"Those are tough guys to make up for," McAllister said. "But if everyone does their job, and does what we're supposed to do, then things will work themselves out. Ubaldo and Kazmir are great pitchers and they were a huge reason for what we did last year, but it's a new year for us and we're excited for the new challenges we have to face."
The trio of Kluber, McAllister and Salazar nearly turned in the same combined pitching line in '13.
During Cleveland's run to the postseason last year, those three right-handers went a combined 22-17 with a 3.70 ERA, 1.28 WHIP and 302 strikeouts in 60 starts (333 2/3 innings). Kluber and Salazar began the season in Triple-A, and McAllister and Kluber each sat out roughly six weeks due to right middle-finger strains during the summer.
Still, they are young in years and experience, making analysts skeptical about Cleveland's chances of fielding a strong starting staff this year.
"You're not going to buy into something you don't know that well," Indians catcher Yan Gomes said. "You kind of want to test-drive it a little bit and see if you like it. But I'll tell you right now, man, those three, last year was just a little of what they can do. They had great years, it was a huge thing for us and I'm excited about what they've got coming this year."
Kluber went 11-5 with a 3.85 ERA over 24 starts last season and ranked among the top 10 to 15 American League starters in multiple categories until his finger injury in August. McAllister, who added a slider over the winter as a potential strikeout pitch, relied heavily on his fastball last year, but ended 9-9 with a 3.75 ERA in 24 appearances.
The least-known commodity, and perhaps the most intriguing arm in the mix, is Salazar.
In 10 starts for the Indians last season, the 24-year-old right-hander posted a 3.12 ERA with 65 strikeouts against 15 walks in 52 innings. His 11.25 strikeouts per nine innings represented the highest single-season rate in Indians history among pitchers with at least three starts. Hall of Famer Bob Feller ranks second on that list for his work with the Indians in 1936.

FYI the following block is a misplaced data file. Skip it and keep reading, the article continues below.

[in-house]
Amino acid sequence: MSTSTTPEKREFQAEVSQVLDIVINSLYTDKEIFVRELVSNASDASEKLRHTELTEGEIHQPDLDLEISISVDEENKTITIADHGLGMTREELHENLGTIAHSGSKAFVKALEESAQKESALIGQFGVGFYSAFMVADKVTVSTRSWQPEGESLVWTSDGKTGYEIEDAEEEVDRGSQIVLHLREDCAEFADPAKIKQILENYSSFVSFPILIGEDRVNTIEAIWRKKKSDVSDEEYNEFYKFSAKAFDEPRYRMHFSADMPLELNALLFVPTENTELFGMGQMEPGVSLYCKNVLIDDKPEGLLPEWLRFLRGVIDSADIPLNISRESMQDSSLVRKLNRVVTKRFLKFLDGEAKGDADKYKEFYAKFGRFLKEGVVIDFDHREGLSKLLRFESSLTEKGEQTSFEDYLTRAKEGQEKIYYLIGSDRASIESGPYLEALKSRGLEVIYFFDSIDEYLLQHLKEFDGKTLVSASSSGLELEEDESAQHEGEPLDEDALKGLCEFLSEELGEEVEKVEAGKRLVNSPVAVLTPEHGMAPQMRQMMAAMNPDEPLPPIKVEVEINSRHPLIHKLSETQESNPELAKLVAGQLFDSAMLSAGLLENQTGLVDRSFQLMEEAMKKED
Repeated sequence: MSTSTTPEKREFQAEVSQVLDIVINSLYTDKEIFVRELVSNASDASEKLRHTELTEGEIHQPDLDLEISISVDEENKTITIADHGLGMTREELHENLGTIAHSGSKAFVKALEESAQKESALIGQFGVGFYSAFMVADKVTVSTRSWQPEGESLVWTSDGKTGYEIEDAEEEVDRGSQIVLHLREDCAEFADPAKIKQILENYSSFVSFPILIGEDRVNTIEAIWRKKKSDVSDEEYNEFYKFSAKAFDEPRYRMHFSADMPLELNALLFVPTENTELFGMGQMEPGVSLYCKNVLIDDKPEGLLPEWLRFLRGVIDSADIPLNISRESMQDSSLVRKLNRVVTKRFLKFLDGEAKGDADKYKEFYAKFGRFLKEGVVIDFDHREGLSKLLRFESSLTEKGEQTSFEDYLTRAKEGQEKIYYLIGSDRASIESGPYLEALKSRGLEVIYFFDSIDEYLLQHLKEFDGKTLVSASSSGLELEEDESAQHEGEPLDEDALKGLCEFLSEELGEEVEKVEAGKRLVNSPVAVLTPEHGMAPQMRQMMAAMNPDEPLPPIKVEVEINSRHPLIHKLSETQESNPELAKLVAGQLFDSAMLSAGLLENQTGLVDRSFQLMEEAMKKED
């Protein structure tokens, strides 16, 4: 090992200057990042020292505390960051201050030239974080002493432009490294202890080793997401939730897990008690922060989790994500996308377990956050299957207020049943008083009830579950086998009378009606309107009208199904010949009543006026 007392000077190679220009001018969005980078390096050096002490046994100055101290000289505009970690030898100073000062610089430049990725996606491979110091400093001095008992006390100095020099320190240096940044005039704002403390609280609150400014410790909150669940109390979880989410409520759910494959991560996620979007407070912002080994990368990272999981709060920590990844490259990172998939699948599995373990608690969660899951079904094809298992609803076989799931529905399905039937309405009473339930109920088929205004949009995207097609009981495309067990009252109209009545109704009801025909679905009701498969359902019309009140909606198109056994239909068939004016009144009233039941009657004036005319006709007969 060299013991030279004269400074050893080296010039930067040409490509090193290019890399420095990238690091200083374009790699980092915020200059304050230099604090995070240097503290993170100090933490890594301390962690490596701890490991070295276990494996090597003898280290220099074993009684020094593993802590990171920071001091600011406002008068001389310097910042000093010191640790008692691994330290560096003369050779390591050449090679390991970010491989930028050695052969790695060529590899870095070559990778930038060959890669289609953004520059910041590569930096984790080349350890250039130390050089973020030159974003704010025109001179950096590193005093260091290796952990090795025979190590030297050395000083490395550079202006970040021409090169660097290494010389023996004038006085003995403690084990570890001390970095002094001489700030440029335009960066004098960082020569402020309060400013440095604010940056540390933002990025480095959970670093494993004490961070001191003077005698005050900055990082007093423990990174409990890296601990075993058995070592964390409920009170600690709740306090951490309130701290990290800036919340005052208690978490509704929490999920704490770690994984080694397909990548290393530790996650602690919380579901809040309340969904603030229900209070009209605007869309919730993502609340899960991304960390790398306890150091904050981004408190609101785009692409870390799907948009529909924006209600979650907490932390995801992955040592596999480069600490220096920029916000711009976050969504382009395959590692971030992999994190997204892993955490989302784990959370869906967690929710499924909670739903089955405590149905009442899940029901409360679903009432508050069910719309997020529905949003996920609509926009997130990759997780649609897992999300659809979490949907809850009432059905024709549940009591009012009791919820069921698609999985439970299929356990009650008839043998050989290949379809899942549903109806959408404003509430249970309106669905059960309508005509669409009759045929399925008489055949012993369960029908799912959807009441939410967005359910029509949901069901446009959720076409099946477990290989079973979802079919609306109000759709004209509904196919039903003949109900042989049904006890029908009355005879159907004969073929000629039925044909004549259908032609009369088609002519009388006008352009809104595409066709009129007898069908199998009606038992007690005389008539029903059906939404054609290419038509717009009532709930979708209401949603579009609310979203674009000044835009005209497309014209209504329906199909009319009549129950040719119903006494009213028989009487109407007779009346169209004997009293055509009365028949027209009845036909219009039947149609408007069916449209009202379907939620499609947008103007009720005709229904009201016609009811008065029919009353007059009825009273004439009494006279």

Cleveland was so impressed with Salazar that it named him the starter for the Wild Card game against the Rays.
"He's a guy with great, great talent," McAllister said. "He's got a great arsenal of pitches. It's hard to find guys that can throw 100 [mph] and throw strikes. We were able to see that in the small sample size last year. It was exciting to see."
Last year, Kluber and McAllister spent a lot of time learning under Masterson, who served as a kind of mentor to the young pitchers. This season, Kluber said Salazar will benefit from having even more experienced pitchers around him.
"We've got guys in here where, if he does run into some growing pains," Kluber said, "and almost everybody does, we've got guys to help guide him through that. He's not going to be on his own to figure things out if he does hit a rough patch."
As for all the uncertainty that seems to be swirling around the staff, Kluber allows himself to smirk.
"Isn't that the same thing people were saying last year?" said the pitcher.